In Islamic countries you might have to take account of low blood sugar levels and varying break times during Ramadan. In other places there might be a taboo against the teacher taking in certain drinks or drinking straight from the plastic bottle, or indeed drinking anything if that is seen as rudeness towards students who do not have drinks. There might also be strong reactions in various places against smelling of or admitting to liking certain foods.
9. Taboo topics
A very much less than exhaustive list of taboo topics in various places included female family members, dogs, politics, social classes, certain periods of history, the Royal Family, the police, the underclass, being mixed race, and homosexuality.
10. Eye contact
The frequency and length of eye contact changes a lot from country to country, as does the times when eye contact is and isn’t considered suitable. One frequently misunderstood example is that East Asian students often close their eyes when concentrating.
11. Small talk
There can be cultural differences in the amount and timing of small talk that is expected in the classroom. For example, Japanese meetings tend to start and finish with quite a lot of small talk but have a clear transisition, whereas British managers (and me in my lessons) will often try to move cleverly and smoothly between the small talk and the start of the first lesson topic. Other cultures might expect small talk to be shorter or even absent until the end of the lesson.
In some countries, most famously Japan and Finland, silence between conversation turns and when thinking is quite normal. The danger is that the teacher or another student might jump in to fill the silence and so prevent them from speaking, or that they will make others feel uncomfortable with their silence. The best short term solution is to teach phrases to fill thinking time like “Well, let me see”, with the next stage being teaching sentence stems to at least get them started quickly, e.g. “I think that…”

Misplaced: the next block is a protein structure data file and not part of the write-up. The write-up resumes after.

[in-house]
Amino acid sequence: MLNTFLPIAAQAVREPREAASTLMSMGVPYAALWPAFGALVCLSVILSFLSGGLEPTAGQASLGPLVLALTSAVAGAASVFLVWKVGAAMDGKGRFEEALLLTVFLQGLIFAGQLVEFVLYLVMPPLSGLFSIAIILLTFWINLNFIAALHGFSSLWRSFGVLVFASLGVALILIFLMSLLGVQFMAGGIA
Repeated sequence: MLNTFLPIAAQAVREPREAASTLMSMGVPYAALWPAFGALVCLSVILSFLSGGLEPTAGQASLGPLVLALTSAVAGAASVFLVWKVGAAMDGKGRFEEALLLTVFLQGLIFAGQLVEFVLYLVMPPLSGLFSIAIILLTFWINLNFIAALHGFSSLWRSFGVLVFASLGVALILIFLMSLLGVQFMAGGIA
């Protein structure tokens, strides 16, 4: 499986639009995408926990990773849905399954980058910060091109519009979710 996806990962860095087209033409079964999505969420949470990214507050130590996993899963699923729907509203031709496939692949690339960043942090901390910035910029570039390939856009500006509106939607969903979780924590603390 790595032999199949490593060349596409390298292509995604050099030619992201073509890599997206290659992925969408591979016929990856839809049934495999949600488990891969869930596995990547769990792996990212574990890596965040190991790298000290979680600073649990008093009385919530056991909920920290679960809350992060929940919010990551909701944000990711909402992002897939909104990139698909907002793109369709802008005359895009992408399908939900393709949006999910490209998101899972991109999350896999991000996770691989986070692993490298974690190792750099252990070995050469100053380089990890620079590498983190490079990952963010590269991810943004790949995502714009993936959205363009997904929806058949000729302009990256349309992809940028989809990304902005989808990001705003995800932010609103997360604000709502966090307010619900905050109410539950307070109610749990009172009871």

13. Writing styles
Most of the things that native English speakers are taught in school are good writing style, such as a clear progression of ideas and one topic per paragraph, exist less or in different forms in other cultures. This can make the writing of even higher level students difficult to follow, and can also mean they are missing out on vital clues to what information is where when reading an English text. Guided planning and reading tasks that identify topic sentences to solve these problems (eventually) are fairly common in Academic English and IELTS textbooks.
In some cultures several people almost talking over each other is normal, whereas others will wait until there is complete silence before making their contribution. This can be a problem when you have students from different cultures working together or in EFL tests where the ability to split the speaking 50/ 50 between partners is assessed. Methods to tackle it include giving the one person who is speaking something to hold, making a third student judge each pair on the percentage each person talks, and teaching forms like tag questions that aid turn taking.
Students who prefer to get straight to the point in L1 often find it easier to communicate in English, but there is a chance of them or other students who don’t have the language level to be polite seeming too direct and offending people. They also might miss polite requests to stop doing things etc, for the same cultural, personality and language reasons. This can also be an issue when writing student progress reports, when the same constructive criticism to two different students could offend one and seem like a compliment to the other. Teaching functional language and asking them to judge the politeness of different forms are two good approaches, as is giving realistic reactions when students are rude or overly indirect in class.
April 2008 | Filed under Home and Abroad
Alex Case is the author of TEFLtastic.